The longstanding approach to quantifying transparency has been, "well let's measure how much data they put out there," said Larry Freed, ForeSee Results' president and chief executive officer. "To me, that's not measuring transparency. That may be measuring confusion."
Freed opted instead to survey citizens on their reactions to government Web sites, using the model of the American Customer Satisfaction Index, for which ForeSee Results also collects data.If citizens find e-government transparent, they are more likely to return to the site, recommend it, and use it instead of a more costly channel," the study found. "They even express more trust in the government agency."
Citizens who believe a site is highly transparent are 46 percent more likely to trust the overall government, 49 percent more likely to use the site as a primary resource and 37 percent more likely to return to the site, according to the study.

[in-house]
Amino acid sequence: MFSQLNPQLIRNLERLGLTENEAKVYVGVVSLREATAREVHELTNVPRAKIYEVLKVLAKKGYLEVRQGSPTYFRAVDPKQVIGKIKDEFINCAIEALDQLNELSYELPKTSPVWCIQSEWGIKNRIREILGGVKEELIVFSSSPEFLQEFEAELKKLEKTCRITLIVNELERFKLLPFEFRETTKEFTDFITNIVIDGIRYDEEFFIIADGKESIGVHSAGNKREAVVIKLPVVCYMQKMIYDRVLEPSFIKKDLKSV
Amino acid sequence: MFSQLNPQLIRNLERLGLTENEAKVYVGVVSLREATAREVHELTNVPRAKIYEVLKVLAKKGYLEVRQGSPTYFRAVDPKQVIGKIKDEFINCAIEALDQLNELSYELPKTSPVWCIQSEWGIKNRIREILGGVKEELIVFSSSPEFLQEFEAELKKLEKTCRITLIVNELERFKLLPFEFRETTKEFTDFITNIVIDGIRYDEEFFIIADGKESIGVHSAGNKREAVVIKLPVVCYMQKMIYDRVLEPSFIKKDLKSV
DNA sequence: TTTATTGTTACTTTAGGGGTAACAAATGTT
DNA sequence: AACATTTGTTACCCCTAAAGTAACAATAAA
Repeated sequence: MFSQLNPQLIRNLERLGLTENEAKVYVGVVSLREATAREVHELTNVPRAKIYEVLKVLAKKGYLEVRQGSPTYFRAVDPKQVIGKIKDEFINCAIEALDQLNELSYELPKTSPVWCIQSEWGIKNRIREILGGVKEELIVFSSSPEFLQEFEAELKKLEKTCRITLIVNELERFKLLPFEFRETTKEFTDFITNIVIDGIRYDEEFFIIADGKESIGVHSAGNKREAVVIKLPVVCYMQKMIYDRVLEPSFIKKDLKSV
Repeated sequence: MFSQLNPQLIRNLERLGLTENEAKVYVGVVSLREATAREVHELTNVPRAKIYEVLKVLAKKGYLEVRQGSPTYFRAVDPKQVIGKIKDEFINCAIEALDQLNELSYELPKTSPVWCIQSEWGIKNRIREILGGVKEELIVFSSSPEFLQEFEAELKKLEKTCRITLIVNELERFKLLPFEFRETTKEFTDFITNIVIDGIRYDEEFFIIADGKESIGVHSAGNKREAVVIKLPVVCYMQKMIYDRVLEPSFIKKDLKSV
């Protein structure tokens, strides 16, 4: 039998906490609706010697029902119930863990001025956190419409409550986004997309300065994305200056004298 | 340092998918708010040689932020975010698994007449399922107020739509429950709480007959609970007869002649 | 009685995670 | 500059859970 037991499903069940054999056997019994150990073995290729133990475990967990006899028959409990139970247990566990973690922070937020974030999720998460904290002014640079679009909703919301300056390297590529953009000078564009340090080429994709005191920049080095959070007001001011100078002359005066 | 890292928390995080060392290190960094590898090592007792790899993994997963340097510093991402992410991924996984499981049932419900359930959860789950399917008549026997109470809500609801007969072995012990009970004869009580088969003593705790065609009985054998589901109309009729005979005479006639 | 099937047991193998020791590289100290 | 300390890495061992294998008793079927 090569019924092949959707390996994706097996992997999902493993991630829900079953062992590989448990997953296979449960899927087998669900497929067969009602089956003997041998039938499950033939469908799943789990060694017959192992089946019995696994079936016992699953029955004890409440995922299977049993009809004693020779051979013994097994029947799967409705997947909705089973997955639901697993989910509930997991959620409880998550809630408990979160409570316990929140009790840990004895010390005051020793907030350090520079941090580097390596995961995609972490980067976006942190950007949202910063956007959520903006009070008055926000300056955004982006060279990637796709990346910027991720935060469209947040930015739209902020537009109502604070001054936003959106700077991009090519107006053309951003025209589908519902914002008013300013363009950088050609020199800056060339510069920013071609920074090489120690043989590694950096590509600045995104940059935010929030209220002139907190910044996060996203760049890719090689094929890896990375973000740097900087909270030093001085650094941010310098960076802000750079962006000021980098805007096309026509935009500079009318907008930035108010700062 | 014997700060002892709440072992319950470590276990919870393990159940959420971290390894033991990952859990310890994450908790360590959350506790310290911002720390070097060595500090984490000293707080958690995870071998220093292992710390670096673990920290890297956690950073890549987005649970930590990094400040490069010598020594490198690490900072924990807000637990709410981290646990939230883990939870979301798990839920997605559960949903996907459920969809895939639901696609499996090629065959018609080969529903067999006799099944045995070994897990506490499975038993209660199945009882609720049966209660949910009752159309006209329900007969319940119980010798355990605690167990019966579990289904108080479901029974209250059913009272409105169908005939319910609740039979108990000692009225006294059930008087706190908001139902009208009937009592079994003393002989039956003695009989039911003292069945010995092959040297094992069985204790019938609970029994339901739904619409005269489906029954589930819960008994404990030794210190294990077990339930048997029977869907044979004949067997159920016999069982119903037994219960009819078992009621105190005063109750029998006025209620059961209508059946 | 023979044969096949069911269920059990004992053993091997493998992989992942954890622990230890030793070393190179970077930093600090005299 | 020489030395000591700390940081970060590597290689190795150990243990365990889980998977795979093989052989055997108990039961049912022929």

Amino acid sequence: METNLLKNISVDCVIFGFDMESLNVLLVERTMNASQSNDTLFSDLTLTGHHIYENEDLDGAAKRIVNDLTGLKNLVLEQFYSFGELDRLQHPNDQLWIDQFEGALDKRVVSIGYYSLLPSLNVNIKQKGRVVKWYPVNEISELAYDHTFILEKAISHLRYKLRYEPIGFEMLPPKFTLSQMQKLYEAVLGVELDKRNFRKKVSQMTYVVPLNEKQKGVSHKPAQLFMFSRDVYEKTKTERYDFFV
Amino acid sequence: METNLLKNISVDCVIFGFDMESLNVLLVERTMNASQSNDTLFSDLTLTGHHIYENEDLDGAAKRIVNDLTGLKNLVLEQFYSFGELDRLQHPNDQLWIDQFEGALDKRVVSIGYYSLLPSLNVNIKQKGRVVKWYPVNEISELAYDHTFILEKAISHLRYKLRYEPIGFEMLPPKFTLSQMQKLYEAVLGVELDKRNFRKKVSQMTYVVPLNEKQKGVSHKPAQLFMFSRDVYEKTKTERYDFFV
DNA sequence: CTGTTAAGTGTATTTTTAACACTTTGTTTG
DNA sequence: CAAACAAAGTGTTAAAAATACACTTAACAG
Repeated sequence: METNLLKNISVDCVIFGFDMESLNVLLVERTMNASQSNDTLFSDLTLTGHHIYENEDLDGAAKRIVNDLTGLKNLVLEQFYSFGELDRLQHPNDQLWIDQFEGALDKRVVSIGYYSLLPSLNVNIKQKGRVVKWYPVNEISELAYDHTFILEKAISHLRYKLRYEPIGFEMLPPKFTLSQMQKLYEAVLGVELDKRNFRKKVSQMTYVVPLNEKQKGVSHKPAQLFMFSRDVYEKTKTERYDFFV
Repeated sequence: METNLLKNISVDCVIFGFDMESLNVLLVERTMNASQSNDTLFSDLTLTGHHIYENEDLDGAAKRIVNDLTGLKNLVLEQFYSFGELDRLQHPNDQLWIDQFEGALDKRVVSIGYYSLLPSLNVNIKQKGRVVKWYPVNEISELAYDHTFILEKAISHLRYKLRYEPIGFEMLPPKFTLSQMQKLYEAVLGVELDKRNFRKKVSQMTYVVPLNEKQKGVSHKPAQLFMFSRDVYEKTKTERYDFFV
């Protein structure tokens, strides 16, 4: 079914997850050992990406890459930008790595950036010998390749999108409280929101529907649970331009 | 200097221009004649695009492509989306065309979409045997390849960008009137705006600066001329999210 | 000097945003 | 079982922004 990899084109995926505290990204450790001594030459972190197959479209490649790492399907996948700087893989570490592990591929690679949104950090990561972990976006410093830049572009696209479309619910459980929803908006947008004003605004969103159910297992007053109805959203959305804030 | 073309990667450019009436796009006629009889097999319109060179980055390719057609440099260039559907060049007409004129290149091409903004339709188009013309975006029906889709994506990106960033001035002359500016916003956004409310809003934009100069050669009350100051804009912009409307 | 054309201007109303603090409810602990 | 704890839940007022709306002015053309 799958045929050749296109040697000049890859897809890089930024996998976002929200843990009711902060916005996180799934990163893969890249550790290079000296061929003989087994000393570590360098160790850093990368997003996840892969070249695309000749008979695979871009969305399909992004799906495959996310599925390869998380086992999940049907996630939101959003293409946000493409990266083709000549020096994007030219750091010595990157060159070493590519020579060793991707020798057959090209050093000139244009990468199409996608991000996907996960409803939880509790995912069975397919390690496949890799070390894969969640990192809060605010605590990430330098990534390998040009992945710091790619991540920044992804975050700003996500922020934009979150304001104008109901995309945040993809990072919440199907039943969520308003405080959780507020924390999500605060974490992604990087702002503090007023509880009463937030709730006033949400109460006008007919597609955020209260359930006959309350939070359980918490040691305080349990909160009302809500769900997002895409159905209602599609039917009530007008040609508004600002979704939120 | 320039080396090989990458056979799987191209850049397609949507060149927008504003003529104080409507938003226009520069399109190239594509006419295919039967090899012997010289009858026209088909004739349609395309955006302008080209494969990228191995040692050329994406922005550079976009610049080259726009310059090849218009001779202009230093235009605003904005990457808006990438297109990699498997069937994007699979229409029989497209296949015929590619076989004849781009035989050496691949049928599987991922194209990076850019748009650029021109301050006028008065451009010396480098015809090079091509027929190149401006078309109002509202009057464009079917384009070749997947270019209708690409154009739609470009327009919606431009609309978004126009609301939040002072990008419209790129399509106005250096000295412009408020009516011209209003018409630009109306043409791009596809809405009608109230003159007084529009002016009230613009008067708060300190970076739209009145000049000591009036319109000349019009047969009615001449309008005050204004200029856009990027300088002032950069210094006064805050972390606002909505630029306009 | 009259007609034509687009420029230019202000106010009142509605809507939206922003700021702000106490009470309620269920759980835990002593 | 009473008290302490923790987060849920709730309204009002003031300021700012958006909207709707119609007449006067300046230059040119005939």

"We have always assumed that greater transparency [and] more openness in government would link to greater satisfaction and higher trust in government," said Dave McClure, GSA's associate administrator for its Office of Citizen Services and Communications, who also was briefed on the results. "What this study does is help confirm that."
McClure also noted that a site's perceived transparency can save the government money by encouraging citizens to access services online, rather than through less efficient channels. He said all agencies should consider the value of measuring online transparency, but stopped short of saying such efforts should be mandatory.
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